Regulator Leniency and Mispricing in Beneficent Nonprofits

by Jonas Heese, Ranjani Krishnan & Frank Moers
 
 

Overview — How organizations influence regulation is a complicated and dynamic process. In a study of boundaries regarding appropriate compliance in the context of the health care industry, the authors offer that nonprofits that provide unprofitable services such as the provision of charity care and medical education (beneficent nonprofits) are less likely to face regulatory enforcement for mispricing and exhibit more mispricing. Results indicate that lenient enforcement assists beneficent nonprofits to obtain higher revenues in price-regulated markets.

Author Abstract

We posit that nonprofits that provide a greater supply of unprofitable services (beneficent nonprofits) face lenient regulatory enforcement for mispricing in price-regulated markets. Consequently, beneficent nonprofits exploit such regulatory leniency and exhibit higher mispricing. Drawing on organizational legitimacy theory, we argue that both regulators and beneficent nonprofits seek to protect their legitimacy with stakeholders, including those who demand access to unprofitable services. Using data from hospitals, we examine mispricing via "upcoding," which involves misclassifying ailment severity. Archival analysis indicates less stringent regulatory enforcement of upcoding for beneficent nonprofit hospitals, defined as hospitals that provide higher charity care and medical education. After observing regulator leniency, beneficent hospitals demonstrate higher upcoding. Our results suggest that lenient enforcement assists beneficent nonprofits to obtain higher revenues in price-regulated markets.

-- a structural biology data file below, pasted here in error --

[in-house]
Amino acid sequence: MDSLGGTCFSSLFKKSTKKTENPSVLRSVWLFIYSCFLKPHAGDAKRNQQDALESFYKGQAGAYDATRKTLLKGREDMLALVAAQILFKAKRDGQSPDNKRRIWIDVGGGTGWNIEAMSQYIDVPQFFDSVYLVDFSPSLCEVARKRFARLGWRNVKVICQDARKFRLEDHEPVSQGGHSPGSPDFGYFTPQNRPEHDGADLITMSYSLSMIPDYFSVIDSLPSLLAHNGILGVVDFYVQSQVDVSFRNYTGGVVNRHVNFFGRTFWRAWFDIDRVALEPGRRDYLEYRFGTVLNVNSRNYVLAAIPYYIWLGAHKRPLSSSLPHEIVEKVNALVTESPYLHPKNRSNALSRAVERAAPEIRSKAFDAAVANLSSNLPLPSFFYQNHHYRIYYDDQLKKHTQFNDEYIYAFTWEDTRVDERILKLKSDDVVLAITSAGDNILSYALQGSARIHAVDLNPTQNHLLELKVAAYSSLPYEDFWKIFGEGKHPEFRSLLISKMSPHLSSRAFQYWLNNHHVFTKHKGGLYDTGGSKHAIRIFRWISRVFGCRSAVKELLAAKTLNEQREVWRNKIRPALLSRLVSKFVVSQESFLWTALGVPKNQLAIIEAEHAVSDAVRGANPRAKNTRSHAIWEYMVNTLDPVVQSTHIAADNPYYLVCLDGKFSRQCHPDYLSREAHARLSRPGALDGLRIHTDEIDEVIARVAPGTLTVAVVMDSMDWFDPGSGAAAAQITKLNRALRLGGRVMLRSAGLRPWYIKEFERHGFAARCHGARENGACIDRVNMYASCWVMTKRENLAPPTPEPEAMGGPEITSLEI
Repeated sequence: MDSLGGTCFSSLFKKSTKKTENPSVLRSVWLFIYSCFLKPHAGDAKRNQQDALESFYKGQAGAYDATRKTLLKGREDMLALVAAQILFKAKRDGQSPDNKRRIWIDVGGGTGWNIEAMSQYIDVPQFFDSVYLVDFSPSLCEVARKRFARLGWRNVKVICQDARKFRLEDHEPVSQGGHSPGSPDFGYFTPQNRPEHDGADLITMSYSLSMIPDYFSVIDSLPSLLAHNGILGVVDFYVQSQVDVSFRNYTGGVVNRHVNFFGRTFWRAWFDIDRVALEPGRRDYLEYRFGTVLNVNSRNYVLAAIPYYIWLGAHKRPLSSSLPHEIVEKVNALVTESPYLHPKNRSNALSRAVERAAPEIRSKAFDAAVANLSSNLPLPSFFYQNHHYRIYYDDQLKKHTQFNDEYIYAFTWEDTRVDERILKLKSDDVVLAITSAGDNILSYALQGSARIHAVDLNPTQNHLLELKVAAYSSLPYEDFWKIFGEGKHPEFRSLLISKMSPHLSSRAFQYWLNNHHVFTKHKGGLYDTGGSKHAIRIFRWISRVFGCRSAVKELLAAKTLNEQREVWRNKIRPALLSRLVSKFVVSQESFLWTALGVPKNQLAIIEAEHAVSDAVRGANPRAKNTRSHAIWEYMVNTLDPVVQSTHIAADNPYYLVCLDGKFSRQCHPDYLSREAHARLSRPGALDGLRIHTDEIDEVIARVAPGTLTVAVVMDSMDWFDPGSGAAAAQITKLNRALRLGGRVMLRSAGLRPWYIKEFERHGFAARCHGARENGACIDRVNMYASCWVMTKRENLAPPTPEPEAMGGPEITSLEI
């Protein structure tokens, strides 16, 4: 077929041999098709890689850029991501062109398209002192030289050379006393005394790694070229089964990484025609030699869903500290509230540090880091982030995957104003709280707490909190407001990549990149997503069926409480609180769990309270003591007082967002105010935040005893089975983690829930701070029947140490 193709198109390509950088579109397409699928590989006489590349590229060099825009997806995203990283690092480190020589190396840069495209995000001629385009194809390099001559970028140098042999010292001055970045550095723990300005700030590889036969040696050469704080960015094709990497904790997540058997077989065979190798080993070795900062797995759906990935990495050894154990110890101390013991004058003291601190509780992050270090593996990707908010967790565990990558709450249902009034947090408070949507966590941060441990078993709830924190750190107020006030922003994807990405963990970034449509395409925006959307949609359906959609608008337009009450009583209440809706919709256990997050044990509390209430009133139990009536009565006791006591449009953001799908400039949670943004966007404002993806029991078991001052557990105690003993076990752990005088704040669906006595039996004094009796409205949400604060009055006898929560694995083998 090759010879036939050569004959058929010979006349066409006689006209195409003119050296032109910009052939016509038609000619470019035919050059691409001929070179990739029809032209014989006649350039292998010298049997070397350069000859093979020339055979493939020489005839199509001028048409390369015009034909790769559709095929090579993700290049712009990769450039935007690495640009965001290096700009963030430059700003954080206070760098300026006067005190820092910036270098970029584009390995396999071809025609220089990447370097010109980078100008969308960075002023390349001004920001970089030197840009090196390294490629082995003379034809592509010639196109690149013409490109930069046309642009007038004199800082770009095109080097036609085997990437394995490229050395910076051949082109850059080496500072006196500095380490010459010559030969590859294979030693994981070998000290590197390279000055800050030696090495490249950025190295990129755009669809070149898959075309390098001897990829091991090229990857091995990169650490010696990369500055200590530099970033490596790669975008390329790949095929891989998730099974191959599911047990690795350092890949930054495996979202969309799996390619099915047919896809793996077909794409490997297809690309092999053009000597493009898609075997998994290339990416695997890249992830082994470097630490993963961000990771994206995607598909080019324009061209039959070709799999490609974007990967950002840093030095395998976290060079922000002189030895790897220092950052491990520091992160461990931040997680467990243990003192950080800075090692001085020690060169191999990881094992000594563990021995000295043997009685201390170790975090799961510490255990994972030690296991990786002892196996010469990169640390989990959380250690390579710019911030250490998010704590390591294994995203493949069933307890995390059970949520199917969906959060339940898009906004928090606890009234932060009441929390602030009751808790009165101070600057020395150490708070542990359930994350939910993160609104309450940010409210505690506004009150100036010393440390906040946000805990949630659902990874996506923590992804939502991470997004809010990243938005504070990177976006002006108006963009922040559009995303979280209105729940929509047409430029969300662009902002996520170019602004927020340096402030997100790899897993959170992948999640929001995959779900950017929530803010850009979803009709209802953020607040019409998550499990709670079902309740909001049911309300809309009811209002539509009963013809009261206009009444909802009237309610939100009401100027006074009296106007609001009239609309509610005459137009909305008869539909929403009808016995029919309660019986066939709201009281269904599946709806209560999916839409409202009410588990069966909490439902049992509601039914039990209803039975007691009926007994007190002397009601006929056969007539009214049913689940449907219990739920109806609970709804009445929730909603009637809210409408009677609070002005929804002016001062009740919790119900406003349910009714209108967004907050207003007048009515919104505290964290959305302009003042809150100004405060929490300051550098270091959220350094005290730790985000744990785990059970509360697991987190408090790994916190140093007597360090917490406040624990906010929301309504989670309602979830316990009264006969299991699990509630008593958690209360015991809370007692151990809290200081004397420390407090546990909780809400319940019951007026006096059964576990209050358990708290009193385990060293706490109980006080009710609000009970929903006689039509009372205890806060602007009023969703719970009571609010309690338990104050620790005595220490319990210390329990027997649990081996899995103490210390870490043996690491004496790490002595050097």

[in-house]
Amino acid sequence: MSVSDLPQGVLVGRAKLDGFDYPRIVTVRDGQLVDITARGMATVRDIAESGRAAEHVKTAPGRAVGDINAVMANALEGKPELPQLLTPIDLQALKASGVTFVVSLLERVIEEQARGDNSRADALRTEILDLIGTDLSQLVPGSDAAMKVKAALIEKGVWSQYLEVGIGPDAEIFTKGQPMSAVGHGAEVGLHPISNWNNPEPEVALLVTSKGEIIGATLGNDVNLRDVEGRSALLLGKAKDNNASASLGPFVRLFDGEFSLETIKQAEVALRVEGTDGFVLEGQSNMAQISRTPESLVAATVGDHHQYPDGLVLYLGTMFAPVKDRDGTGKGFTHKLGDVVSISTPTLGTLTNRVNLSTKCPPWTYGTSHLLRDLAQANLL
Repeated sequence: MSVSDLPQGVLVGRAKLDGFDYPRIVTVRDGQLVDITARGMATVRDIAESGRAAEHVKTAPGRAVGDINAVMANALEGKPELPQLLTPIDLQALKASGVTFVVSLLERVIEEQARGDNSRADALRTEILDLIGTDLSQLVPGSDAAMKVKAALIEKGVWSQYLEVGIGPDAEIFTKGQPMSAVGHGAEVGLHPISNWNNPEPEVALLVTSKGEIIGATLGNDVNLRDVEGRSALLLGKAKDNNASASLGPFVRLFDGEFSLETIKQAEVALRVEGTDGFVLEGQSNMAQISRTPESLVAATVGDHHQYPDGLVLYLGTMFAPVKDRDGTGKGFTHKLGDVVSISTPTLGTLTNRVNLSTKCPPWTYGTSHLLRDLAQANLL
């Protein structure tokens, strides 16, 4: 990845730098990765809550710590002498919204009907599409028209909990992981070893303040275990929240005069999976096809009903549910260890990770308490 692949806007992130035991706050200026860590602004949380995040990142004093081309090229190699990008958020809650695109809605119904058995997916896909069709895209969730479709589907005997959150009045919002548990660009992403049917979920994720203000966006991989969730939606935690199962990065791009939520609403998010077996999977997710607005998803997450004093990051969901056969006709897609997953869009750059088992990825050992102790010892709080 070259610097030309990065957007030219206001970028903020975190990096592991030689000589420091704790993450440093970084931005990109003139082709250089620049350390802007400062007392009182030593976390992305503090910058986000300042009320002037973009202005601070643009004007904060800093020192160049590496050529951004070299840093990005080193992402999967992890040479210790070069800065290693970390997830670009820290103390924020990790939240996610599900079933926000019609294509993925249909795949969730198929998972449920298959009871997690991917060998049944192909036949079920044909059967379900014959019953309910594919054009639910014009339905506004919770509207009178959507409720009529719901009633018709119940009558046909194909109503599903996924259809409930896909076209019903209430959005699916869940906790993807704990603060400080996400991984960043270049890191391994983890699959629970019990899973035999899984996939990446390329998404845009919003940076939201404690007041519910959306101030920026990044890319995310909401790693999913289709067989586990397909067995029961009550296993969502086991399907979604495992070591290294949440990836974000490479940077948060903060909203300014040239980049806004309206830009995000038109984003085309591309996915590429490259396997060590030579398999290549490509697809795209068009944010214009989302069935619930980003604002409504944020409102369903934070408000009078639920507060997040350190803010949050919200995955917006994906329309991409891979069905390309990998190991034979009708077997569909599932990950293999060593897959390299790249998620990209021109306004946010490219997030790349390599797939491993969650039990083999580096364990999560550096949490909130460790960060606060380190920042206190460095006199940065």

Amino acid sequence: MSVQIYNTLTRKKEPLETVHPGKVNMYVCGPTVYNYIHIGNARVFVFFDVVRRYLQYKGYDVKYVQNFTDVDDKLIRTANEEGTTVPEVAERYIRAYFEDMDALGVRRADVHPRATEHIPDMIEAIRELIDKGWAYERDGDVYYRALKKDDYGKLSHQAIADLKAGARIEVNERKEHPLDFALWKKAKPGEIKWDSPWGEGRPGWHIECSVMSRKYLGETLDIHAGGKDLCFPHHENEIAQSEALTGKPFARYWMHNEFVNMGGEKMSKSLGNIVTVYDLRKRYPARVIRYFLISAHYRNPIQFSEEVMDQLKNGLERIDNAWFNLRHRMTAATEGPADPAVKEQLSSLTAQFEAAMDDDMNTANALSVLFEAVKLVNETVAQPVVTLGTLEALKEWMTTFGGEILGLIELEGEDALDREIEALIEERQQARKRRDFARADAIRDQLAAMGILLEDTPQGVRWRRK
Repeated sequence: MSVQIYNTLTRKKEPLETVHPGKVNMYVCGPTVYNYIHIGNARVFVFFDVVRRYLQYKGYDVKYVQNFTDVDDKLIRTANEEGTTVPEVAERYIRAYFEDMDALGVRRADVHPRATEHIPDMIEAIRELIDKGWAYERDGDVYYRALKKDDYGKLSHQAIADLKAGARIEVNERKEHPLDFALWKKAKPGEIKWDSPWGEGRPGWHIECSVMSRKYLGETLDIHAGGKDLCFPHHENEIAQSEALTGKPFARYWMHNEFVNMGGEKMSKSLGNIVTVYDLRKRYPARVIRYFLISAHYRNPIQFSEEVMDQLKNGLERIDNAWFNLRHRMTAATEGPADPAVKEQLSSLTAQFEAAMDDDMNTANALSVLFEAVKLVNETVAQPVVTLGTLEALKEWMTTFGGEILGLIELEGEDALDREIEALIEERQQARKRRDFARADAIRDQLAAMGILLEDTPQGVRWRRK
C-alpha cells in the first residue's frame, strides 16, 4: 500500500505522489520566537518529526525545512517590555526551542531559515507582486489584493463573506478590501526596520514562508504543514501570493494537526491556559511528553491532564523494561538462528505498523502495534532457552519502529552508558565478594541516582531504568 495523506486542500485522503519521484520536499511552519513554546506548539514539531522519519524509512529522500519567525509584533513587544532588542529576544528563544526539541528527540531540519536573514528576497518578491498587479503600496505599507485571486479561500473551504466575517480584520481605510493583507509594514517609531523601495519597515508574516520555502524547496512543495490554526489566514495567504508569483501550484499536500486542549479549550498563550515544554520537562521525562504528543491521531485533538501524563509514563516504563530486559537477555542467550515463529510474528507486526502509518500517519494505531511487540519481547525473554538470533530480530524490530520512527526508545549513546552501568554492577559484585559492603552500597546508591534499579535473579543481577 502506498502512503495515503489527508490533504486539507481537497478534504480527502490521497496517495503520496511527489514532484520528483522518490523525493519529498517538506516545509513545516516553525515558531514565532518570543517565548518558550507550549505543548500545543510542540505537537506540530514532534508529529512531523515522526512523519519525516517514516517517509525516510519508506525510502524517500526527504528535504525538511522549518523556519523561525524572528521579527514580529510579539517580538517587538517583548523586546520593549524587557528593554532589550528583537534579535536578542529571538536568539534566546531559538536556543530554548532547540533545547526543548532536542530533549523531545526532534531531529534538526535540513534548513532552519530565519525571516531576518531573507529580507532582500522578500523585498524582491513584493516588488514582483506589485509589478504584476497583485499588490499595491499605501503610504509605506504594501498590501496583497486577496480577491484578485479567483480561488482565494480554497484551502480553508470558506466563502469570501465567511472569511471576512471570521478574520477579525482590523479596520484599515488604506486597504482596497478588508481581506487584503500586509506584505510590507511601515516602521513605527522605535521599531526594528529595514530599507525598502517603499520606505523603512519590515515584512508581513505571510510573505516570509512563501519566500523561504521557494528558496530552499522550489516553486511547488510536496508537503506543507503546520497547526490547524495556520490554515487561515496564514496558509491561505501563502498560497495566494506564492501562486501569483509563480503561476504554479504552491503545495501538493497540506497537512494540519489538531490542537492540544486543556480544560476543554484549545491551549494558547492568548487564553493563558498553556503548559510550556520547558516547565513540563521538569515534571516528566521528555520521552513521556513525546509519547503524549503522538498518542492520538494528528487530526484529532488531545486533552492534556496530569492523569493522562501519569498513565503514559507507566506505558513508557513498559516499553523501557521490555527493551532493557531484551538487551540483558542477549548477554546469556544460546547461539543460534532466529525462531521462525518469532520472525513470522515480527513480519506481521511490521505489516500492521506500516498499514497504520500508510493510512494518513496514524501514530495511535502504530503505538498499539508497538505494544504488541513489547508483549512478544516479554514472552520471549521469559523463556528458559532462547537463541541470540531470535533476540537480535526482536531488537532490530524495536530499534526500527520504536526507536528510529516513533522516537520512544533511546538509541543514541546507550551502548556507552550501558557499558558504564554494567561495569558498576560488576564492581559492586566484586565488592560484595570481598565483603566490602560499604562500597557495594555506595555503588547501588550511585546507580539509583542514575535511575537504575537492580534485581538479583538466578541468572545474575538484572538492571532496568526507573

Paper Information